Hope everyone had a nice weekend. It was a typical weekend in San Francisco — one day the wind blew so hard my toupee went flying into the bay and the next day I kept telling everyone it was really hot, but actually it was only 75 degrees and just felt hot because someone had moved San Francisco into the Arctic Circle the past few weeks and I’d kind of gotten used to it. (No, I don’t actually have a toupee — I told you, it blew into the bay.)
Oh, dear. Can you tell it’s Monday?
Anyway, I had a great question from faithful reader OBF over the weekend (and I’m paraphrasing here) — how much do agents edit? If the agent suggests changes, are they suggestions or holy commandments? What if the author disagrees? And what happens when the author actually has an editor? Does the agent still edit?
This one is difficult to answer because every agent is different. Some agents are very hands-off, some agents are very involved — and it even varies from client to client, depending on the needs of the client and whatever arrangement the author and agent are comfortable with. But usually an agent will mostly work with a client on work they are preparing to sell, and once the agent has an editor the agent will usually take a back seat on the editing front. But of course I have to add the caveat “usually” because there are always exceptions, and every arrangement is different.
Now, as for me, on the editing spectrum I’m somewhere in the middle. I feel that it adds value to a work to make sure it is in the absolute best shape possible before it goes out to editors, and I do my best to help the author make this happen. However, at the end of the day the author is the author, they are the ones who have to be comfortable with their own work and whose instincts have resulted in success. I feel that it’s my job to help an author achieve their own vision rather than impose my vision, and my edits are meant to help refine and shape the author’s intention rather than trying to remake the book into something the author isn’t comfortable with.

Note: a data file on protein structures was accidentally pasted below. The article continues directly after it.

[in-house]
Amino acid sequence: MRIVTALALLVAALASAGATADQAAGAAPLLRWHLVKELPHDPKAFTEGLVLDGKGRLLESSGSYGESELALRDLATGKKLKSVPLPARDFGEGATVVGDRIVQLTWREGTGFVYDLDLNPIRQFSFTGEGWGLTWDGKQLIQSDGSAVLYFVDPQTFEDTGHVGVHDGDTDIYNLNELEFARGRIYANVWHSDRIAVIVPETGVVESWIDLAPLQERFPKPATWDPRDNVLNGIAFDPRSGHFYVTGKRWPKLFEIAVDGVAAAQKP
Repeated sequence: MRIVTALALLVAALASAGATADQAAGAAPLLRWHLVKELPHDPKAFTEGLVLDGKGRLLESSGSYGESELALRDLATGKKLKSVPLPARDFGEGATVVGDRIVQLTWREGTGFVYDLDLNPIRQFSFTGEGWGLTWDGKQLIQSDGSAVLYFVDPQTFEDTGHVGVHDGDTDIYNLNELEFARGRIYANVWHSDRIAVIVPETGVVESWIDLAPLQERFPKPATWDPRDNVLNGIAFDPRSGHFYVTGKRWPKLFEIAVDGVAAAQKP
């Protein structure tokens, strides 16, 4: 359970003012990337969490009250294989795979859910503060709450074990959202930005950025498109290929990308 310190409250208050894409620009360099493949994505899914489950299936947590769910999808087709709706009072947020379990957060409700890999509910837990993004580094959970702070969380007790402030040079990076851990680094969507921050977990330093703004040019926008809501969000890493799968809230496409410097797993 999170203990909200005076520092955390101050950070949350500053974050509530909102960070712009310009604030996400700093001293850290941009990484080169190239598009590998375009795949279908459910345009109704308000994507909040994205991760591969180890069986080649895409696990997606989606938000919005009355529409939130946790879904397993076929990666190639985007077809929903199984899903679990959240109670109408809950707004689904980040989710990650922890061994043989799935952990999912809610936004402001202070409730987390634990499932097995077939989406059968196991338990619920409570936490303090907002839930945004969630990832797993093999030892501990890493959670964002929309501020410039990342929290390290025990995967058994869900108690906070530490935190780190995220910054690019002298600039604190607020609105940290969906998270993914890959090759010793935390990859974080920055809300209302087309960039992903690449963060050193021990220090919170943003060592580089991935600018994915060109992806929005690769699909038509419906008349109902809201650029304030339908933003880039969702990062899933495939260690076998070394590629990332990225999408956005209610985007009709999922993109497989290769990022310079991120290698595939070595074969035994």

I also will very occasionally offer suggestions to prospective clients in the hopes that they will be able to revise the work to the point that I would feel comfortable offering representation and submitting the work to editors. However, if my vision ever differs too much from a prospective client’s and they decline to make changes I suggested, it might just mean that I’m not the right agent for them, and I will suggest that they go their own way to find someone whose vision matches theirs. I am always disappointed in these instances because I think that when you have an enthusiastic agent who knows the marketplace it’s worth giving the changes a shot to see if they work. But ultimately I’m sympathetic to the fact that the author is the author and they have to shape the work themselves and be comfortable with the end result.
So, uh, there you have it.